It’s a sad mystery, really, and one that’ll never be solved.
Just how good was Josh Gibson?
The powerful Negro Leagues star never had an opportunity to play in the major leagues and so we’re left mostly with memories of those who watched him. While some are estimates, the numbers that were kept from his career are mind-boggling. Still, there’s a longing to really know whether he was a better slugger than the best of his white contemporaries. Was he the black Babe Ruth…or was Ruth the white Josh Gibson?
Artifacts from Gibson’s career are rare, but a bat Heritage Auctions calls “the only example that has ever been definitively linked” to his career is up for bids. The “36”, 37.6 ounce piece of lumber carries Gibson’s name on the barrel—and side writing that indicates it was ordered by W.A. “Gus” Greenlee, who owned the Pittsburgh Crawfords, where Gibson played from 1932-1936. Heritage is offering the bat in its current catalog where bidding has already broached six figures.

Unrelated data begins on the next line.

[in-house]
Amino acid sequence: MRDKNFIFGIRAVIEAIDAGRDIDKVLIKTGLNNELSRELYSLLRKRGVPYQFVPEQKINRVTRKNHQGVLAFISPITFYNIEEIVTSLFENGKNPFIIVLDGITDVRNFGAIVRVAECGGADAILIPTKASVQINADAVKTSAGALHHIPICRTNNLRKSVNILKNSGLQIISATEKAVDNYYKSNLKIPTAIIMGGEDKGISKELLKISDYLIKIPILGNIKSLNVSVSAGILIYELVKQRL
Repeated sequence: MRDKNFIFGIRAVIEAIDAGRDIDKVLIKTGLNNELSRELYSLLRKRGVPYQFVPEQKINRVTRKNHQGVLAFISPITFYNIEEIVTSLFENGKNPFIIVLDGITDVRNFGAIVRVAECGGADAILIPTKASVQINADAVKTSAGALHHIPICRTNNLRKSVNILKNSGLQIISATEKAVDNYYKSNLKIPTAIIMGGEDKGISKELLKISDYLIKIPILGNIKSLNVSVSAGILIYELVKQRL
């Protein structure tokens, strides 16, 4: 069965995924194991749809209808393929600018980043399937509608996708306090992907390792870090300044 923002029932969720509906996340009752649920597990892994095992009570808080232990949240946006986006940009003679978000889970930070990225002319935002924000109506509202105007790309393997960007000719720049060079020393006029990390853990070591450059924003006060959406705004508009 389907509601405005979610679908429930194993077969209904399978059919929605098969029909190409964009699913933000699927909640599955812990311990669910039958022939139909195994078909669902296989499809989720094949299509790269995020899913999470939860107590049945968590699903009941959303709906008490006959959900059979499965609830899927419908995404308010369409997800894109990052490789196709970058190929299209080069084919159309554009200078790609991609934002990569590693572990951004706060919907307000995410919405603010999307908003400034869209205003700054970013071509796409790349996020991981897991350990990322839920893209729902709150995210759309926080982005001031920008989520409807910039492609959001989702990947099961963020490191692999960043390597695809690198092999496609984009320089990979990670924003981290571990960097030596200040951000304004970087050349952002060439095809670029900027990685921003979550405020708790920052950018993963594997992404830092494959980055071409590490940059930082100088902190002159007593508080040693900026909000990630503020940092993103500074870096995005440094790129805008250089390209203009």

Written notes on the Spalding 300 bat include a date of “5-8-35” and the words “39 oz W.A. Greeenlee, Negro Natl League Pittsburgh PA,” suggesting Greenlee assumed responsibility for acquiring bats used by the Crawfords players. Gibson led Pittsburgh to the Negro National League pennant in ‘35.
The name “Gibson” is stamped to the barrel, which exhibits evidence of “outstanding” game use, according to PSA/DNA, which rates it GU9. There are ball marks and slight checking on the barrel, while cleat marks are apparent on the handle, which was cracked and later repaired with five small nails.
The bat last sold via Christies in 2016 and is back on the auction block, where it’s expected to sell for $300,000 or more during the Heritage Platinum Night Auction, which closes next weekend.